LBO Home IndoChina | About Us | To Advertise | Contact Us rss LBO Mobil rss rss rss rss rss
Australia won 2015 Cricket World Cup with a 7 wicket victory over New Zealand | Facebook to focus on three themes in 2015: Zuckerberg | Sri Lanka’s President Sirisena calls for a new thinking on Asian growth strategy | Sri Lanka to ease entry barriers for FDI: Ravi Karunanayake | Sri Lanka new rulers to get Chinese support | Sri Lanka sells $100mn of 5 year development bonds; rejects all bids at 2 and 3 years | Fitch affirms HSBC Sri Lanka branch at 'AAA(lka)'; outlook stable | Sri Lanka Freedom Party yet to decide a disciplinary action who participated pro-MR rally | Sri Lanka's President appoints a new law commission | Sri Lanka’s NDB-DFCC merger awaiting new regime’s go ahead | Ultra small computer by Intel; first look in Sri Lanka | Sri Lanka's micro-finance sector to access CRIB through a new regulation | Sri Lanka to get Chinese funded hospital for kidney patients; China to support SL on alleged human rights issues | Sri Lanka Siyapatha Finance PLC rated 'A(lka)' with a stable outlook : Rating agency | Sri Lanka’s AMW Capital Leasing and Finance upgraded to 'BBB+(lka)' : Fitch Ratings                                          
Mon, 30 March 2015 02:19:23
Sri Lanka to bring tighter laws against deposit scams
24 Sep, 2008 14:08:09
Sept 24, 2008 (LBO) - Sri Lanka will bring in tighter laws to nab fraudsters who run fraudulent deposit scams, a government minister said, after the collapse of the latest Ponzi-style high yield scheme.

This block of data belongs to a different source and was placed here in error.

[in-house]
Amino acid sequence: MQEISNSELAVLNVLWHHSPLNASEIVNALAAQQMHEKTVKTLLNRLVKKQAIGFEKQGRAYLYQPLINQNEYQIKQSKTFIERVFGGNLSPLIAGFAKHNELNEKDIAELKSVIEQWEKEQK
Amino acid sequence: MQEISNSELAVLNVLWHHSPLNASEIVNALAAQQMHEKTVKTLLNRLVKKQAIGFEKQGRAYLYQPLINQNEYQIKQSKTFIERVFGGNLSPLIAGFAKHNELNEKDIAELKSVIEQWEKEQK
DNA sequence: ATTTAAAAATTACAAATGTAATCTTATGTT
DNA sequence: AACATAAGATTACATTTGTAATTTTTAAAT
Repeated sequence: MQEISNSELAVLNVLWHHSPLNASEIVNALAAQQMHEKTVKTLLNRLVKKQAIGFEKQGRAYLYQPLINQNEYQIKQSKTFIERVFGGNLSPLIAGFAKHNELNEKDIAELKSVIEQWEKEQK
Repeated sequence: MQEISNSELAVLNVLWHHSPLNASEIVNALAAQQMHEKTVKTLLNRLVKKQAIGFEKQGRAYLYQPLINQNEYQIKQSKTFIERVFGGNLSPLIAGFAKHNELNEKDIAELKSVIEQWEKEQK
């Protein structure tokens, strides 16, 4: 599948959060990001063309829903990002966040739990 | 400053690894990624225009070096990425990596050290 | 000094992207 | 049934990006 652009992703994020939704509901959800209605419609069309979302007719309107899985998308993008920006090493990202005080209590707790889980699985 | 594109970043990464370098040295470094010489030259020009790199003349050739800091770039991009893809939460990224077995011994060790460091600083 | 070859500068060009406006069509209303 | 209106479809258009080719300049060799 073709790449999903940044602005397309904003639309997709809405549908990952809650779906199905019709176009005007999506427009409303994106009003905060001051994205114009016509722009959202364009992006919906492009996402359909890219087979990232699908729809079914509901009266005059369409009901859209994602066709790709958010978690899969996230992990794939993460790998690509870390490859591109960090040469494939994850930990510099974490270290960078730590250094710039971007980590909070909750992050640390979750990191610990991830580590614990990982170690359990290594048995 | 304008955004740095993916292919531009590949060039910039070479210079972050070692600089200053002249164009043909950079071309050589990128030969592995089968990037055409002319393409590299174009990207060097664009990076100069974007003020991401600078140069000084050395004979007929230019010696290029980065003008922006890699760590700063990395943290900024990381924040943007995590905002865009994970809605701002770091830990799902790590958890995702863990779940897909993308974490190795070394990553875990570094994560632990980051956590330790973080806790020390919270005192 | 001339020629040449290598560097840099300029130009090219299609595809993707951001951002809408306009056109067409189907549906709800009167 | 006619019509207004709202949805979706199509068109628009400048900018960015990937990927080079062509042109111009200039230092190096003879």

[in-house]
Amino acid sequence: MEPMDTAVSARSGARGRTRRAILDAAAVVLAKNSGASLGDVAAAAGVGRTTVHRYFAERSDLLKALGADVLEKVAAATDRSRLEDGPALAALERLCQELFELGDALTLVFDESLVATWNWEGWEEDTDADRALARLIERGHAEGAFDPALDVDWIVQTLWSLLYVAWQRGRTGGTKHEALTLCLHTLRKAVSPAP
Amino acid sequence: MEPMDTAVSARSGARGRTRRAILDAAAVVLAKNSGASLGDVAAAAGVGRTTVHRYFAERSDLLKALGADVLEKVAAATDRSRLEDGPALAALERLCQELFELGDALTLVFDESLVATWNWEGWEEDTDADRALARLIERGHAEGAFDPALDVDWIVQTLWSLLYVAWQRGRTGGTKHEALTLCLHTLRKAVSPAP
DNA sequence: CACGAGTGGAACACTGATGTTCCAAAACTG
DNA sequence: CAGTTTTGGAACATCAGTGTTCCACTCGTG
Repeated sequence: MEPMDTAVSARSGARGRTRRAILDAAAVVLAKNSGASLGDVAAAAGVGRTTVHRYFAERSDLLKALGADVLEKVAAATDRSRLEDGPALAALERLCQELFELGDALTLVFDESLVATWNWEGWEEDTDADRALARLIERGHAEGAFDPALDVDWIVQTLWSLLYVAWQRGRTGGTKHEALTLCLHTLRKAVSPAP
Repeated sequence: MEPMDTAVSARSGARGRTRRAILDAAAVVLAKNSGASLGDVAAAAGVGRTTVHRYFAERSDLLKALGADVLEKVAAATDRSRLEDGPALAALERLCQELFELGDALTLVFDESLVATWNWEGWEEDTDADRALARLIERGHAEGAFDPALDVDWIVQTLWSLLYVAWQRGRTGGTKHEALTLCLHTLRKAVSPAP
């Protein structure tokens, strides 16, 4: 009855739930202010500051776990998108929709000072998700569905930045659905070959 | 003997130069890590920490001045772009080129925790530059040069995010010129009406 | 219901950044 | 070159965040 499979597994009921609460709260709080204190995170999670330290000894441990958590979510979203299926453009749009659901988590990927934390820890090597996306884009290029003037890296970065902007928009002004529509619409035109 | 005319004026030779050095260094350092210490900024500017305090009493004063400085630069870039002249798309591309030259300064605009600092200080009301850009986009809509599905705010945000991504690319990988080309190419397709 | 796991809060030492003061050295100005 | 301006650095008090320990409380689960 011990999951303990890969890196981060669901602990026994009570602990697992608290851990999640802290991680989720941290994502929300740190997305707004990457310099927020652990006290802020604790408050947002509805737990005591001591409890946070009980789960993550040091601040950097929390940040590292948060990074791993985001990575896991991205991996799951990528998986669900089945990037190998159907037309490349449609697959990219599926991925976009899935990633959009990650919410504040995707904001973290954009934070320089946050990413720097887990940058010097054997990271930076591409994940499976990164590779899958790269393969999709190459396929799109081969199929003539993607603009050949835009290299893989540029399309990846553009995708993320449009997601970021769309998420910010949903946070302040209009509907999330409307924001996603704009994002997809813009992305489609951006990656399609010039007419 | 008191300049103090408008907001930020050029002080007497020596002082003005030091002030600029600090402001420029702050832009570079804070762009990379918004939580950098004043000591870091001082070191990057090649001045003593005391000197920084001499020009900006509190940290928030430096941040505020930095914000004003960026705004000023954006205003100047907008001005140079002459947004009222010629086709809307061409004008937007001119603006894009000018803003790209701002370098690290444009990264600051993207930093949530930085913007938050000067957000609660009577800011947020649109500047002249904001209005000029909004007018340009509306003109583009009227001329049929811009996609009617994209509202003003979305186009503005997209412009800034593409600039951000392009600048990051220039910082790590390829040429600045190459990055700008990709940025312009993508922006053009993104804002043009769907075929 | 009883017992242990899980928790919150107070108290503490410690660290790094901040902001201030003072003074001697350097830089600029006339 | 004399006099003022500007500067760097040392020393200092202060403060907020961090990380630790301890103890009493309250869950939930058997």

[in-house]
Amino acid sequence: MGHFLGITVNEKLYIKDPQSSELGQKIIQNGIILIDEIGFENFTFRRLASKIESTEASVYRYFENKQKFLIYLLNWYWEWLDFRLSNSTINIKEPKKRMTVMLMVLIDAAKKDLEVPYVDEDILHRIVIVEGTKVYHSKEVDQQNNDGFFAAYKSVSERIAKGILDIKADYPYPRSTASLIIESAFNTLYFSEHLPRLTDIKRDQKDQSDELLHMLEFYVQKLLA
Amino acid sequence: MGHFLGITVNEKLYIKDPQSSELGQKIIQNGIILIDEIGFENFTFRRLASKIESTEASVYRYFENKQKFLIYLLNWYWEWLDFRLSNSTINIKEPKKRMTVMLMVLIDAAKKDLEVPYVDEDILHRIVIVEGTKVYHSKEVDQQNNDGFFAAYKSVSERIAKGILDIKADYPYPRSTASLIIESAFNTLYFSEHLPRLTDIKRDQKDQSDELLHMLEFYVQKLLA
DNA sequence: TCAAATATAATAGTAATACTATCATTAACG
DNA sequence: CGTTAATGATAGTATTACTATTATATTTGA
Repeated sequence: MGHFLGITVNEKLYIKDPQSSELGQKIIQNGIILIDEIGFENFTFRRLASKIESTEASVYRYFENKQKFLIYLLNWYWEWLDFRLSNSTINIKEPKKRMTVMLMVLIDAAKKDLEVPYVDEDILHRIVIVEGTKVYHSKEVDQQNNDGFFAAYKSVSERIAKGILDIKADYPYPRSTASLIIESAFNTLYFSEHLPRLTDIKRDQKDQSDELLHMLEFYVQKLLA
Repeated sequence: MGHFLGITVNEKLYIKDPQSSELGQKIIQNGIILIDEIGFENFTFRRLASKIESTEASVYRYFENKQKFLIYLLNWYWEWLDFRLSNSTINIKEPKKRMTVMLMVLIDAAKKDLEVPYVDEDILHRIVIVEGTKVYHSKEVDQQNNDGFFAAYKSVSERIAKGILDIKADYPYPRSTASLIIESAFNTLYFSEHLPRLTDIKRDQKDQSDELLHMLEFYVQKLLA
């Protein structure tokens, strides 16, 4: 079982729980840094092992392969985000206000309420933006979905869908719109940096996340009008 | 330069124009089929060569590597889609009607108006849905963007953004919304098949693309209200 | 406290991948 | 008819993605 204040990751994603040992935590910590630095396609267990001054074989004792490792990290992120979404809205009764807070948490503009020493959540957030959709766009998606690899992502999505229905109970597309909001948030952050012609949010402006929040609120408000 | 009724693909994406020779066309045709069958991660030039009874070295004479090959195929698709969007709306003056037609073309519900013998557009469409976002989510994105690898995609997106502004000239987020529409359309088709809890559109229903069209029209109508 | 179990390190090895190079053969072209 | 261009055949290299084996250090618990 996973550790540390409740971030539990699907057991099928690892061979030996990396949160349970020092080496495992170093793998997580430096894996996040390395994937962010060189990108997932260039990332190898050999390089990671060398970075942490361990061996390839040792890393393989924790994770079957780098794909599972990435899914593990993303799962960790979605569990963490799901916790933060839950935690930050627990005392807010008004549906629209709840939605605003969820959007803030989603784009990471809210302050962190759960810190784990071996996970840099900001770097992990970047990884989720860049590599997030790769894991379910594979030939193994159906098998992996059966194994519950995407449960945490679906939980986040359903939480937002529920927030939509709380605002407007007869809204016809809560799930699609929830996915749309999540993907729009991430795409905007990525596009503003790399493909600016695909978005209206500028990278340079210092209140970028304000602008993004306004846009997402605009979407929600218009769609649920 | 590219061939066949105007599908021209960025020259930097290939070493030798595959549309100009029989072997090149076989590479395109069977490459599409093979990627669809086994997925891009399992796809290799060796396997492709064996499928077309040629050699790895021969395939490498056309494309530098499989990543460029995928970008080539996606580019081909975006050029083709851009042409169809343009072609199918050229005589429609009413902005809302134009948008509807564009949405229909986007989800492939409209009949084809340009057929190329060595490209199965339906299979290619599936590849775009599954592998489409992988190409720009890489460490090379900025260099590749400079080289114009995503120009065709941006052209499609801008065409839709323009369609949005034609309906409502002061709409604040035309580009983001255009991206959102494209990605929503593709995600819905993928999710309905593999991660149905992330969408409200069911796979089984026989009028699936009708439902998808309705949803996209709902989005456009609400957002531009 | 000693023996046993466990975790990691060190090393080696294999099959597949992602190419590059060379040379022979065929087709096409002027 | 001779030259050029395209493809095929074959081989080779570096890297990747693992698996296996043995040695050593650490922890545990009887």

Minister Ranjith Siyambalapitiya was responding to a question from parliamentarian Wimal Weerawansa.

A person calling himself Sakvithi Ranasinghe had collected hundreds of millions of rupees promising extraordinarily high returns and fled the country leaving more than 4,000 people penniless.

The man, whose real name was believed to be Chandrakumar Ranasinghe, had run a company called Sakvithi Lanka Constructions.

Officials from Sri Lanka's central bank had visited his office on September 09 to question him but he has fled the country.

Officials say investigations are underway on six other persons who are collecting money through investment scams.

Under the banking law of the country the central bank can only act against persons who are taking deposits, which is legally defined.

The bank has approved deposit taking institutions and has published advertisements warning people against unregistered institutions that take deposits.

However people sometimes take risks to get high returns. The central bank has said that the promise of a high yield itself should serve as a warning to depositors.

Some investment firms which were investigated by the Central Bank have even taken the regulator to court due to legal shortcomings.

Ponzi scams are named after an Italian immigrant in Chicago, Charles Ponzi, who took deposits from people saying he had a profitable business trading in postal reply coupons.

But in actual fact, the interest of earlier depositors were re-paid with money from new depositors as the underlying business was not that profitable.

Ponzi scams are a variant of a pyramid scheme.

Your Comment
Your Name/Handle
Your Email (Your email will not be displayed)
Your Email
Receivers Email
Your Comment